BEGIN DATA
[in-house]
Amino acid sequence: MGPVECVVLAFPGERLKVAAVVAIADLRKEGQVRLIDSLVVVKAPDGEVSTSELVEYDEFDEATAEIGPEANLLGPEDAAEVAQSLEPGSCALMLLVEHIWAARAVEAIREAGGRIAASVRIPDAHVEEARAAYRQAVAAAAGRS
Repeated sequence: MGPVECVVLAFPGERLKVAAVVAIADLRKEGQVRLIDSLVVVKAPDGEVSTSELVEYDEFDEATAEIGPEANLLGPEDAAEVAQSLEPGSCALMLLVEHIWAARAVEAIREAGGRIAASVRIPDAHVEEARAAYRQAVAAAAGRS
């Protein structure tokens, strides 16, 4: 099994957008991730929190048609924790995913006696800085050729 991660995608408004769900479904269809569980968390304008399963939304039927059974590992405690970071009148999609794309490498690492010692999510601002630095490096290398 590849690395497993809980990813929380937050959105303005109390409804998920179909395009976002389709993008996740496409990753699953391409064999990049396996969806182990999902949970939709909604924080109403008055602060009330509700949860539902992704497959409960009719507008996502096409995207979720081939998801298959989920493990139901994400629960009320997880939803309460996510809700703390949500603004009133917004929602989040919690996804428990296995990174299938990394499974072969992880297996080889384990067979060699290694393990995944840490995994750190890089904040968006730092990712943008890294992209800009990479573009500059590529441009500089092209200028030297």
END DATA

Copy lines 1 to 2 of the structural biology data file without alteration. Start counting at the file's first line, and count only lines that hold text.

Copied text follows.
[in-house]
Amino acid sequence: MGPVECVVLAFPGERLKVAAVVAIADLRKEGQVRLIDSLVVVKAPDGEVSTSELVEYDEFDEATAEIGPEANLLGPEDAAEVAQSLEPGSCALMLLVEHIWAARAVEAIREAGGRIAASVRIPDAHVEEARAAYRQAVAAAAGRS